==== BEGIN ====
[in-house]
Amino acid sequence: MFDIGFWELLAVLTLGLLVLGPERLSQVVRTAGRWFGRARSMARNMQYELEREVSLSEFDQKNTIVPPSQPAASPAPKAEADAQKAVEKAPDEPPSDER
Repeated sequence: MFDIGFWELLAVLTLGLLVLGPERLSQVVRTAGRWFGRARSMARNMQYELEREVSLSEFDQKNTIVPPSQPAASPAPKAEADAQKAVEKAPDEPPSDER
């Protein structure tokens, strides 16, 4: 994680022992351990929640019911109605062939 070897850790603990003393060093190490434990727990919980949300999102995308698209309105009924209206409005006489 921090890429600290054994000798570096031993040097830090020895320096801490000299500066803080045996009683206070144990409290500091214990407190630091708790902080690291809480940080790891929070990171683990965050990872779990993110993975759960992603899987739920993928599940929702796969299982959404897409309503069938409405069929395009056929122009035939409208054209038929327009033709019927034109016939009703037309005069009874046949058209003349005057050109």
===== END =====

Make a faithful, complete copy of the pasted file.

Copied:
[in-house]
Amino acid sequence: MFDIGFWELLAVLTLGLLVLGPERLSQVVRTAGRWFGRARSMARNMQYELEREVSLSEFDQKNTIVPPSQPAASPAPKAEADAQKAVEKAPDEPPSDER
Repeated sequence: MFDIGFWELLAVLTLGLLVLGPERLSQVVRTAGRWFGRARSMARNMQYELEREVSLSEFDQKNTIVPPSQPAASPAPKAEADAQKAVEKAPDEPPSDER
């Protein structure tokens, strides 16, 4: 994680022992351990929640019911109605062939 070897850790603990003393060093190490434990727990919980949300999102995308698209309105009924209206409005006489 921090890429600290054994000798570096031993040097830090020895320096801490000299500066803080045996009683206070144990409290500091214990407190630091708790902080690291809480940080790891929070990171683990965050990872779990993110993975759960992603899987739920993928599940929702796969299982959404897409309503069938409405069929395009056929122009035939409208054209038929327009033709019927034109016939009703037309005069009874046949058209003349005057050109």